I said to myself, here are a people who have suffered for three centuries. We can make them as free as ourselves, give them a government and country of their own, put a miniature of the American constitution afloat in the Pacific, start a brand new republic to take its place among the free nations of the world. It seemed to me a great task to which we had addressed ourselves.
But I have thought some more, since then... and I have seen that we do not intend to free, but to subjugate the people of the Philippines. We have gone there to conquer, not to redeem. ~ New York Herald [New York, 10/15/1900]
I wonder what Twain would make of the recent American Imperialist Adventure in Mesopotamia.
There are many parallels between Iraq and the Philippines:
Letters from soldiers documented the atrocities (
Between 250,000 and 1 million civilians were killed,
Water Torture was used on the Filipinos (this was eventually admitted to by future President William Howard Taft),
The only military strategy which could be imagined was to separate the civilian populace from the insurgents, this was accomplished by a scorched earth policy, ignoring the plight of the civilian population and the creation of concentration camps,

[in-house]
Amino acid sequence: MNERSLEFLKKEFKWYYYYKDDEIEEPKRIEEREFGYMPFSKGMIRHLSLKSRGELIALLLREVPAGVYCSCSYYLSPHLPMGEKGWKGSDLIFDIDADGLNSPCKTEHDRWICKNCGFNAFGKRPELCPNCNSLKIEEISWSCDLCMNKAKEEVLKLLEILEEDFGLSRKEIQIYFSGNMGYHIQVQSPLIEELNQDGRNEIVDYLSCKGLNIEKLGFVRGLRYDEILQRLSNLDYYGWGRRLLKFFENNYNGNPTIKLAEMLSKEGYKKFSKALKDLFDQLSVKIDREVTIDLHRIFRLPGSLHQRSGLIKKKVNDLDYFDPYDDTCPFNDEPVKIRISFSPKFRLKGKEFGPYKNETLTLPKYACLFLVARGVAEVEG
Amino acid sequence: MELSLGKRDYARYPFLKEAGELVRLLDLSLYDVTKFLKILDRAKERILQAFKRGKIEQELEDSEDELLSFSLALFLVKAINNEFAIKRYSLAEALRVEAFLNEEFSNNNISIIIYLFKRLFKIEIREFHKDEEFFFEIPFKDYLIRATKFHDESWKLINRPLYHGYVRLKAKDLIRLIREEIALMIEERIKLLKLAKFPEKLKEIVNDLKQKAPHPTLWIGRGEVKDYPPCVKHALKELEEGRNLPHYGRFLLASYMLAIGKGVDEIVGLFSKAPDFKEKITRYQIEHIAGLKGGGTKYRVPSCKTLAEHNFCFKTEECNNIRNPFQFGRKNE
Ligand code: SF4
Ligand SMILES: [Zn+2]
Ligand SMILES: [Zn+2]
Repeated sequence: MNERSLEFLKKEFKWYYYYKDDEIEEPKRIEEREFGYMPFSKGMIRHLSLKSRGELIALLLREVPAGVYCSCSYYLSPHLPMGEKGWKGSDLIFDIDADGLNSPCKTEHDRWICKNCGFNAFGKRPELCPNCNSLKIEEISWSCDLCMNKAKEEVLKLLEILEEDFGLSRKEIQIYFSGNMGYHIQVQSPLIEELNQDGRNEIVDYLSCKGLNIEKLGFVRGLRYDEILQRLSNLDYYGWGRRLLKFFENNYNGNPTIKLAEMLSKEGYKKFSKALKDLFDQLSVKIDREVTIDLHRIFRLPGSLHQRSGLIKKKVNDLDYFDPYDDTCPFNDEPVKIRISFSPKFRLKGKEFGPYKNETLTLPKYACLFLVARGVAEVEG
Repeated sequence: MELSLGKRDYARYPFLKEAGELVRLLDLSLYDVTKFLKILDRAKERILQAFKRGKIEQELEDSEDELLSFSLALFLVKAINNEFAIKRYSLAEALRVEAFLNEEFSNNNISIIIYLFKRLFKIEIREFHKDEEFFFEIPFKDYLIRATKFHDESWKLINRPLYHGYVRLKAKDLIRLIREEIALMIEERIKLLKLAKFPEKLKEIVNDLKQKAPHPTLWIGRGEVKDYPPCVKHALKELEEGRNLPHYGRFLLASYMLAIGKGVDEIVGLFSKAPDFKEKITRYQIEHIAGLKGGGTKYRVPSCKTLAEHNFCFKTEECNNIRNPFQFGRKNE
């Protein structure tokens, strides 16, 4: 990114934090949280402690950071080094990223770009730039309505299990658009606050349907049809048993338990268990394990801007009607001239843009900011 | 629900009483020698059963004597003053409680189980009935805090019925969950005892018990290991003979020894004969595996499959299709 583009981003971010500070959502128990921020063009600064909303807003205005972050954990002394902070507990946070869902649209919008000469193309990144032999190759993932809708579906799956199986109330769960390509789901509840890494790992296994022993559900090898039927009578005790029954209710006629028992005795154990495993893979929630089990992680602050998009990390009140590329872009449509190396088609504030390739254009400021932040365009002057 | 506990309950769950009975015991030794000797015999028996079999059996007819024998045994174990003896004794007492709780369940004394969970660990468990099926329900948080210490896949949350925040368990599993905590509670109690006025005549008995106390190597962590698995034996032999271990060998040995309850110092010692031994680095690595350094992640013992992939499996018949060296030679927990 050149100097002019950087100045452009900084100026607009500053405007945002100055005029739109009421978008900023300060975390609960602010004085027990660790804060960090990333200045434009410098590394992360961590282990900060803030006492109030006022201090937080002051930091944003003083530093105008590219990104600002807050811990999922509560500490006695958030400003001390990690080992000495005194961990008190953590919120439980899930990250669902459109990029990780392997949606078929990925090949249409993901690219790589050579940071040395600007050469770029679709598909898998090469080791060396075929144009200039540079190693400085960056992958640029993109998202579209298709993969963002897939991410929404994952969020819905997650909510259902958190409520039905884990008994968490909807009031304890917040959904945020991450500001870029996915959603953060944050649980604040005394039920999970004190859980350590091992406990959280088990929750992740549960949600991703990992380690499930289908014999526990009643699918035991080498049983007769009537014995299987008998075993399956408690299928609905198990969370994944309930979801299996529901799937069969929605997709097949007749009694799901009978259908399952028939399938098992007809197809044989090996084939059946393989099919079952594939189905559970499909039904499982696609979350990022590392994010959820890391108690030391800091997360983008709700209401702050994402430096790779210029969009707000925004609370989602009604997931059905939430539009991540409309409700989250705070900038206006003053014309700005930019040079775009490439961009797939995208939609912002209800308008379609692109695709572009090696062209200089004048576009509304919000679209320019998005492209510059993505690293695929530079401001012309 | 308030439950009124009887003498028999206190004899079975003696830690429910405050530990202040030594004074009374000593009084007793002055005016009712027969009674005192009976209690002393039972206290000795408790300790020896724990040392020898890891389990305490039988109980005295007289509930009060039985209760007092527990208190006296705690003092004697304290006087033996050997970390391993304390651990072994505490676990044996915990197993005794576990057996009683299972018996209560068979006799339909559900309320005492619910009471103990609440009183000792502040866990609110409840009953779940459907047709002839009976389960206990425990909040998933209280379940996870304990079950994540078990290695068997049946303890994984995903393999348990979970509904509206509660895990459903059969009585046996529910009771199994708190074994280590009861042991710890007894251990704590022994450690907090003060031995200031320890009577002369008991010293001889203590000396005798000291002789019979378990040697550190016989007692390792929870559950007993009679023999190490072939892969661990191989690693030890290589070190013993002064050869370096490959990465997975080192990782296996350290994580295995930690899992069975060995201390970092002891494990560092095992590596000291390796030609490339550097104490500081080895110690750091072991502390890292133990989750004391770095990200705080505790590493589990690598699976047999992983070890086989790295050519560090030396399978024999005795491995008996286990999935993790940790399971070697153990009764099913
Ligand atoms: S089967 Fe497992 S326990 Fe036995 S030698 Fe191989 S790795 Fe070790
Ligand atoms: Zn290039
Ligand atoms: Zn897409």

Journalists were heavily controlled and The War Department (since relabelled Department of Defense) issued reports asserting all manner of atrocities were being committed by the Filipinos in order to stem the growing anti-war sentiment of Americans,
Fighting continued until 1913 (even though as early as 1902 the War was considered won),
The Philippines gained their independence in 1946, but it wasn't until Nov. 24, 1992 the last US base closed at Subic Bay, a period of 94 years from the start of American involvement.
I think he would merely have quoted himself:
But now -- why, we have got into a mess, a quagmire from which each fresh step renders the difficulty of extrication immensely greater. I'm sure I wish I could see what we were getting out of it, and all it means to us as a nation. ~ Returning Home, New York World [London, 10/6/1900